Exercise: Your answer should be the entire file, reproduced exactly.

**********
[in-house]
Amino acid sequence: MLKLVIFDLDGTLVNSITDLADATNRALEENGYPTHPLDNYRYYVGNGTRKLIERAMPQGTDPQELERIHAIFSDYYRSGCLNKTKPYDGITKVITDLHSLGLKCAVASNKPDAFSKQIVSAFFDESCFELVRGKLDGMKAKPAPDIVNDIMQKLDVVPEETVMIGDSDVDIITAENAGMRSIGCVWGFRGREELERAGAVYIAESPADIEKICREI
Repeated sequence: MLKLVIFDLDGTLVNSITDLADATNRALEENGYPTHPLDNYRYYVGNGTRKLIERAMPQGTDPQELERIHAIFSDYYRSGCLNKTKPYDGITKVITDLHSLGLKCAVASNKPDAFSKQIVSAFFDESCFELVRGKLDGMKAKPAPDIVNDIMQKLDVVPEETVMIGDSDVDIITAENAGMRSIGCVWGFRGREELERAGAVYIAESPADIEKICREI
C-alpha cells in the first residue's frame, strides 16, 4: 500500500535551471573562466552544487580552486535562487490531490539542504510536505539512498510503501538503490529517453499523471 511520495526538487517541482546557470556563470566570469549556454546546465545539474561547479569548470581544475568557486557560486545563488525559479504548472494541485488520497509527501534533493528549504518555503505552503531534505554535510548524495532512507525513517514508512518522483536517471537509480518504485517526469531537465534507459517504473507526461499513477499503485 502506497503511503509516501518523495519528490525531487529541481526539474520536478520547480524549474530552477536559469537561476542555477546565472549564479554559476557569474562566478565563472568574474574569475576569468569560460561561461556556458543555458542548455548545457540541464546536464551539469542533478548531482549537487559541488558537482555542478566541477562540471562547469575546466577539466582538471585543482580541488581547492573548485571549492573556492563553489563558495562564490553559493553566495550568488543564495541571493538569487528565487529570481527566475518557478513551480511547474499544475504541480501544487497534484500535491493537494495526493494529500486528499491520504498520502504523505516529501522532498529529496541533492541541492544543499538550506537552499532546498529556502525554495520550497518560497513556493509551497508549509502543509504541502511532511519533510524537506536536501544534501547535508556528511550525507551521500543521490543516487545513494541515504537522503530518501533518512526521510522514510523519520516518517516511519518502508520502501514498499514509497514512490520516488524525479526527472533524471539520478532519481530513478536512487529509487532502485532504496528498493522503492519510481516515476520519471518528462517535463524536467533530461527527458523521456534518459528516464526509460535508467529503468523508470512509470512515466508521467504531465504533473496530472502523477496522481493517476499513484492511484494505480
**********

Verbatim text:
[in-house]
Amino acid sequence: MLKLVIFDLDGTLVNSITDLADATNRALEENGYPTHPLDNYRYYVGNGTRKLIERAMPQGTDPQELERIHAIFSDYYRSGCLNKTKPYDGITKVITDLHSLGLKCAVASNKPDAFSKQIVSAFFDESCFELVRGKLDGMKAKPAPDIVNDIMQKLDVVPEETVMIGDSDVDIITAENAGMRSIGCVWGFRGREELERAGAVYIAESPADIEKICREI
Repeated sequence: MLKLVIFDLDGTLVNSITDLADATNRALEENGYPTHPLDNYRYYVGNGTRKLIERAMPQGTDPQELERIHAIFSDYYRSGCLNKTKPYDGITKVITDLHSLGLKCAVASNKPDAFSKQIVSAFFDESCFELVRGKLDGMKAKPAPDIVNDIMQKLDVVPEETVMIGDSDVDIITAENAGMRSIGCVWGFRGREELERAGAVYIAESPADIEKICREI
C-alpha cells in the first residue's frame, strides 16, 4: 500500500535551471573562466552544487580552486535562487490531490539542504510536505539512498510503501538503490529517453499523471 511520495526538487517541482546557470556563470566570469549556454546546465545539474561547479569548470581544475568557486557560486545563488525559479504548472494541485488520497509527501534533493528549504518555503505552503531534505554535510548524495532512507525513517514508512518522483536517471537509480518504485517526469531537465534507459517504473507526461499513477499503485 502506497503511503509516501518523495519528490525531487529541481526539474520536478520547480524549474530552477536559469537561476542555477546565472549564479554559476557569474562566478565563472568574474574569475576569468569560460561561461556556458543555458542548455548545457540541464546536464551539469542533478548531482549537487559541488558537482555542478566541477562540471562547469575546466577539466582538471585543482580541488581547492573548485571549492573556492563553489563558495562564490553559493553566495550568488543564495541571493538569487528565487529570481527566475518557478513551480511547474499544475504541480501544487497534484500535491493537494495526493494529500486528499491520504498520502504523505516529501522532498529529496541533492541541492544543499538550506537552499532546498529556502525554495520550497518560497513556493509551497508549509502543509504541502511532511519533510524537506536536501544534501547535508556528511550525507551521500543521490543516487545513494541515504537522503530518501533518512526521510522514510523519520516518517516511519518502508520502501514498499514509497514512490520516488524525479526527472533524471539520478532519481530513478536512487529509487532502485532504496528498493522503492519510481516515476520519471518528462517535463524536467533530461527527458523521456534518459528516464526509460535508467529503468523508470512509470512515466508521467504531465504533473496530472502523477496522481493517476499513484492511484494505480